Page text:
Liss squeezed the trigger. The gun yelped and fired, smacking Liss in the shoulder with the recoil. The bullet thudded into the dead centre of the bullseye. Five points. The red-nosed man gawped, and the young woman stared. Liss gestured for her competitor to take a shot.

I’ll be damned if I explain why I did that, she thought.

The young woman raised her gun and aimed an inch above the bullseye as Liss had done. She also jerked back with the recoil, and the bullet slammed into the target, right at the edge of the bullseye. The red-nosed man clapped and announced it as a five-point hit.

Liss raised her gun, and stared down the sight again. She squeezed the trigger just as a man pushed through the crowd and shoved her shoulder. Liss jerked the gun to the side as she tried to stay upright, and the bullet thumped into the ring marked ‘4’. She turned back to the target – she’d missed the bullseye by an inch.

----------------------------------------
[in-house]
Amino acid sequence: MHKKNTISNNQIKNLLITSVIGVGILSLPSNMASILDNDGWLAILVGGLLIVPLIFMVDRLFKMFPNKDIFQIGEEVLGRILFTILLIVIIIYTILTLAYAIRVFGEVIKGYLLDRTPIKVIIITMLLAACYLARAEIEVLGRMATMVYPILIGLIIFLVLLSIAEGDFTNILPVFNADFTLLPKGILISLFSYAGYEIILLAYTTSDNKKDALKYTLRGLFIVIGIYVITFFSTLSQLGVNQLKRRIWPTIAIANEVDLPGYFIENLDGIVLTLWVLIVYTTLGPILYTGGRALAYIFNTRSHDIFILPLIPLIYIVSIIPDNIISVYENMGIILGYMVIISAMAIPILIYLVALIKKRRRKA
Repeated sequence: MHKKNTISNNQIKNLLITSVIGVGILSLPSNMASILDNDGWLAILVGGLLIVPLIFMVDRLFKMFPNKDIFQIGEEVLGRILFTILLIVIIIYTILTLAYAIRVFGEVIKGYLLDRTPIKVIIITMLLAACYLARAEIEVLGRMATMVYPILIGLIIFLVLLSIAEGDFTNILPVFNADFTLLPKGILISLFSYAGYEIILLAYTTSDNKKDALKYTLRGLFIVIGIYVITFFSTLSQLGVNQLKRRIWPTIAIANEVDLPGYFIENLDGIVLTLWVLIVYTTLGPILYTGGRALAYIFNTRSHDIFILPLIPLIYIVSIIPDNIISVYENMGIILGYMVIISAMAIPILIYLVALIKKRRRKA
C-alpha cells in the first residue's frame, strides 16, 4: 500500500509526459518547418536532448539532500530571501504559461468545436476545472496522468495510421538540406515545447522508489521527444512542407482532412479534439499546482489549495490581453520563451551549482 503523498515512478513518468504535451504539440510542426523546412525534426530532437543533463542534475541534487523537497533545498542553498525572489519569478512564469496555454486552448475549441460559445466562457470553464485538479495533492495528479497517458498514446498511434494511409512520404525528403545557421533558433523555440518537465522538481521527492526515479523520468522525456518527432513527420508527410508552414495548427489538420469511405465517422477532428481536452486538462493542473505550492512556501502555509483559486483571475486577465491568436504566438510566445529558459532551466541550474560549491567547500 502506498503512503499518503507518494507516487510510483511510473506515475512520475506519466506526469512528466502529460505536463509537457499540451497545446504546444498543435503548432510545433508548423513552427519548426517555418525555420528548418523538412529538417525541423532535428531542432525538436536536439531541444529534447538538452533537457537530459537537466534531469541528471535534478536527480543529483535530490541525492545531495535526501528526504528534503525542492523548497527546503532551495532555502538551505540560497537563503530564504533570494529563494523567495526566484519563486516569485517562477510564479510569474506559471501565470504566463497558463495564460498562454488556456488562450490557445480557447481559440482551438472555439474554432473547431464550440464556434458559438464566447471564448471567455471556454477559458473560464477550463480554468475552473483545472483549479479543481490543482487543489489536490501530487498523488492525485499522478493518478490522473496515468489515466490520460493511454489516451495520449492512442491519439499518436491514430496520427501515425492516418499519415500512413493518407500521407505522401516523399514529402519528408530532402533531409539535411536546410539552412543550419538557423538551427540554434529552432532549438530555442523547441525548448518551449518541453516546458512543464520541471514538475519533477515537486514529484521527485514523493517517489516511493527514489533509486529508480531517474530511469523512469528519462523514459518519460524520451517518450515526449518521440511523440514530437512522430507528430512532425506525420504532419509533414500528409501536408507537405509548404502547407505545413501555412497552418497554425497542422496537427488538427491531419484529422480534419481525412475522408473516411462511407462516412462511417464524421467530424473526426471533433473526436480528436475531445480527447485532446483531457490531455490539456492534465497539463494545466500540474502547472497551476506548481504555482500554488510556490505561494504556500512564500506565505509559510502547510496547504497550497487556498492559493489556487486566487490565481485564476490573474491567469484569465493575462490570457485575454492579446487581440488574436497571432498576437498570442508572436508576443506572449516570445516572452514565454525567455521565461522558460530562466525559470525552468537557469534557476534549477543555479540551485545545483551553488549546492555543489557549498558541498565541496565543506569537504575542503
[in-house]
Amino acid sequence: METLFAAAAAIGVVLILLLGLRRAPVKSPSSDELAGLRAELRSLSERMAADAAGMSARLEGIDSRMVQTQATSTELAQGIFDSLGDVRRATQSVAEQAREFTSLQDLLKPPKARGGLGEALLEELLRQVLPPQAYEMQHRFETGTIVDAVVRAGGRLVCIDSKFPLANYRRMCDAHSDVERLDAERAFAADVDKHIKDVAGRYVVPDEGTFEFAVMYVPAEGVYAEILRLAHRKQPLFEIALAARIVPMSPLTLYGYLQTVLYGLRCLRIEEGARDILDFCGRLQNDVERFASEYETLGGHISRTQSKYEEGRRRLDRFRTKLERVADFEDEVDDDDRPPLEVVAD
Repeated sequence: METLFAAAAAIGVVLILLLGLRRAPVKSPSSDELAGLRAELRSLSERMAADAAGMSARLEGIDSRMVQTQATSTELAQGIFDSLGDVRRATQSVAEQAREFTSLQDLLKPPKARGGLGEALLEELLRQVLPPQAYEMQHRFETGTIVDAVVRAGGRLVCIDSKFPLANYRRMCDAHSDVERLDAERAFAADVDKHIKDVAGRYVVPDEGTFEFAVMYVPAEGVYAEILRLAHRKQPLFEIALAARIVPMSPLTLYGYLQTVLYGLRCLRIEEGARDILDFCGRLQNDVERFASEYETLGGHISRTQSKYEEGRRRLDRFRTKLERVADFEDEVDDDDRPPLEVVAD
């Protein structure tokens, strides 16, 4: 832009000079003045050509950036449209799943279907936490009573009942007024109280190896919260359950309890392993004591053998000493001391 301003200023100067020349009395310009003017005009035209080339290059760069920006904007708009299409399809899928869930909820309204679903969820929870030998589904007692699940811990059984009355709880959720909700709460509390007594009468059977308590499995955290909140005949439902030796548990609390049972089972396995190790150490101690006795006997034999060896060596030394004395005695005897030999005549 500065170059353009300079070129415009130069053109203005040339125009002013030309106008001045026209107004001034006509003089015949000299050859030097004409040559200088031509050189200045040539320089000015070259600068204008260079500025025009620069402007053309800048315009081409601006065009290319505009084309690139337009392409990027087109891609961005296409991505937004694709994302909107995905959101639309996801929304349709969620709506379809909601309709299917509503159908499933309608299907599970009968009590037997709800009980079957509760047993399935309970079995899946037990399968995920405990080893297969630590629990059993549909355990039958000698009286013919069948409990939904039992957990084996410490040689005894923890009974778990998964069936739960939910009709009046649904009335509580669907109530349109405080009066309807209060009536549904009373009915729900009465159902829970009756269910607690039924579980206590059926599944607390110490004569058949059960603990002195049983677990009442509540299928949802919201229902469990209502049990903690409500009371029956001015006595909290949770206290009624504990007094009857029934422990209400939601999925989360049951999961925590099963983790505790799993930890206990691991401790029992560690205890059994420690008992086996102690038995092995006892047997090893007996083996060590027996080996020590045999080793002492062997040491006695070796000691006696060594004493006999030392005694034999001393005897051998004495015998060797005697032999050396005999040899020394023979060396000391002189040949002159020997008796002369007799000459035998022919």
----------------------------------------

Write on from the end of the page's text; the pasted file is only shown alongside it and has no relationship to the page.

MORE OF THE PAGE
“Oh that’s not fair, that man pushed me!” said Liss. The man had already been swallowed up by the crowd.

“It’s true, she was pushed,” said the young woman. She nodded, and her curls rippled like an oil slick on cold water.

“Sorry dearie, but I can’t let you have another go. The guns only hold three shots, so you only get three goes,” said the red-nosed man.

“Why can’t I just reload one chamber?” asked Liss.

“Rules is rules.”

Before Liss could answer, the young woman raised her own gun and fired. The bullet hit the ‘4’ ring above the bullseye. Liss looked at her, but she just shrugged.

Part One

The Prize - Part 1 of 3

Tuesday, 19 July 2011